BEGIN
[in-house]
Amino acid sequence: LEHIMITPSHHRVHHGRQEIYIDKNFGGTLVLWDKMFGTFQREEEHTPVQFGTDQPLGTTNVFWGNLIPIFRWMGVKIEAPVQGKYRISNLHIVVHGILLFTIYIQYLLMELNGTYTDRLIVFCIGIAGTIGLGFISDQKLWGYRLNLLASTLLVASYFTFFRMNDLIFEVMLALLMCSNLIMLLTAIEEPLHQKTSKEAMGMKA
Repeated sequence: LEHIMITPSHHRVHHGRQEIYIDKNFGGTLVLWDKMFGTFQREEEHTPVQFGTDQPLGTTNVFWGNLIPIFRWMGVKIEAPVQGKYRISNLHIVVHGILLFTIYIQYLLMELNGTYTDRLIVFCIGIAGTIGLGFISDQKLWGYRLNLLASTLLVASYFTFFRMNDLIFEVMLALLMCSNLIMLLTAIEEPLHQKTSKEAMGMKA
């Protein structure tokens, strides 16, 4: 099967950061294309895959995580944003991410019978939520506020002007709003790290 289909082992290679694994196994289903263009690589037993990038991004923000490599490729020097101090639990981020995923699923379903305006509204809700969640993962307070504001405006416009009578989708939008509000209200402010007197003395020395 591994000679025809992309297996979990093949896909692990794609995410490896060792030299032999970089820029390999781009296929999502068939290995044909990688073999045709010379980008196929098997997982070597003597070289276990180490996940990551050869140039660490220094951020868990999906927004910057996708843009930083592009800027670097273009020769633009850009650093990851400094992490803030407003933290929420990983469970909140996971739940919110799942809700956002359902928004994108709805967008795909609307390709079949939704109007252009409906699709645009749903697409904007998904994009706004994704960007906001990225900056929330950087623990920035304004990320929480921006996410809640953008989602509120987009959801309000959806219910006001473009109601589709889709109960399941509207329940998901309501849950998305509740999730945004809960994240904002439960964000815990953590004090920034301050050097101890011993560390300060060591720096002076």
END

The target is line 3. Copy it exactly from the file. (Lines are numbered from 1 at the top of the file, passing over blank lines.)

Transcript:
Repeated sequence: LEHIMITPSHHRVHHGRQEIYIDKNFGGTLVLWDKMFGTFQREEEHTPVQFGTDQPLGTTNVFWGNLIPIFRWMGVKIEAPVQGKYRISNLHIVVHGILLFTIYIQYLLMELNGTYTDRLIVFCIGIAGTIGLGFISDQKLWGYRLNLLASTLLVASYFTFFRMNDLIFEVMLALLMCSNLIMLLTAIEEPLHQKTSKEAMGMKA